But we’re going to be stepping into really high gear on the climate adaptation issue. How is climate affecting a country like Chad? Can we not link what’s been happening in the Lake Chad basin and Boko Haram strengthening over the last 8-10 years without touching on the massive changes in the region as a result of climate change?
Trying to see ways in which we can work with governments to support them think through and put programmes in place is going to be really big chunk of our agenda going forward.
Kristalina has been talking about this time and again about resilience has to be an important element of our thinking, making countries, people resilient. Of the things that we going to be focusing on are addressing inequality, climate change, those two are fundamental.
In 2008-2009, the G20 led a coordinated response to the financial crisis. With the pandemic in 2020, that wasn’t the case. But the IMF is regarded by many as having stepped into the breach. But the private sector at the moment is very reluctant to get into coordinated debt negotiations. What scope is for a much more joined-up approach on debt in 2021, bringing in the UN system, the G20, the Paris Club and also beyond that, the commercial creditors?
Even before the crisis, we had some debt pressures building up in quite a few countries, as a result of what we discussed earlier.
Governments were doing quite a lot of investment in infrastructure, in human capital, but doing it by financing too much of the investment by borrowing and not enough by taxes. So this crisis has come in and hit balance sheets severely, affecting revenue going forward. A number of countries are going to need debt workouts.
The immediate emergency really has been about creating fiscal space so countries can protect livelihoods and providing financing for that, or some debt relief under the DSSI. And then beginning the work of trying to look at what the growth and revenue pictures will be like going forward, to do our comprehensive debt sustainability assessment.
If we had taken decisions that were drastic back in June, we’d have seen countries like Côte d’Ivoire have zero chance of going back to market strength?
So we needed to step back and just give time to do an assessment in a very clear way. These things are complicated enough without without doing it in the fog of war.
So now we have more data points and now we can do these debt sustainability analyses. But it’s important to get in mind the solution to the debt problems of the 2000s cannot just be brought back and applied now because we have very different and more complex debt environments.
Before you’ll remember all of the debts that countries had were either to official bilateral creditors, Paris Club or multilateral entities, development banks, et cetera.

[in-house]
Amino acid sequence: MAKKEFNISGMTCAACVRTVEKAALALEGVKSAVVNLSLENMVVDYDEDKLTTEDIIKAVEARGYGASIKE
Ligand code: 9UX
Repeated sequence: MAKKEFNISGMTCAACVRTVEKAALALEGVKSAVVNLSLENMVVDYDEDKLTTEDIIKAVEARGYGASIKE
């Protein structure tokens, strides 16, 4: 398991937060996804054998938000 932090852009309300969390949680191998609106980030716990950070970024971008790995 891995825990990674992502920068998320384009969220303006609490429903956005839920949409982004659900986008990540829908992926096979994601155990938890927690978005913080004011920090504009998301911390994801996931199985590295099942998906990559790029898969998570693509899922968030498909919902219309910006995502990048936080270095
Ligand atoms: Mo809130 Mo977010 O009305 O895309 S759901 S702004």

We are now in a situation where countries have very complex creditor landscapes, bondholders, exposure to bondholders, to syndicated banks, to new creditors like China, India, some multilateral debts.
So we need new ways of thinking about new structures for dealing with that. The key starting point for us is each individual country level doing an assessment whether debt is sustainable or not.
So we will continue to do that. And then when a country you find has solvency problem, and it’s clear that debt is unsustainable, then to apply a framework that makes sense.
I think the recent G20 initiative, this so-called common framework is a very important milestone, because it allows at least bilateral official creditors to move in tandem, before you had Paris Club perspective, then China had a different approach, Saudi or the United Arab Emirates, if they were owed money had a different approach.
Now you’re having a way that G20 official bilateral creditors agreeing on how organisations may be treated. With the private sector you will have a different approach.
Then there will be many other countries where debt is not an issue. So hopefully the likes of Côte d’Ivoire, Senegal, Kenya will continue to rely on market access and address the development challenges by continuing to finance themselves from the markets, so it will not be an issue.
But we’re going to be dealing with things in a more a country-by-country way than the uniform way we did a decade ago or two decades ago.
There was a proposal in 2020 to establish a type of ‘Brady Bond’ initiative for African debt, collateralising some of it into tradable bonds. Do you think that is that something that could fly?
There’s going to be work that needs to be done about how the massive financing needs of the region will be addressed. What role for the official sector? What are the roles that debt re-profiling and restructuring can play. But the issue is if you have a country whose debt situation is fine, do you want to treat it in the same way that you would a country where the debt is completely unsustainable? One thing that I get worked up about is kind of seeing Africa only through a debt prism.
There are an incredible range of things that are going on in the middle of this pandemic, the robustness that we’ve seen in institutions and in the role of technology, et cetera. And there’s similarly heterogeneity in the financing of the debt space also. So not treating all of the countries with the same approach but rather paying heed to countries as separate entities will be important
Credit: The Africa Report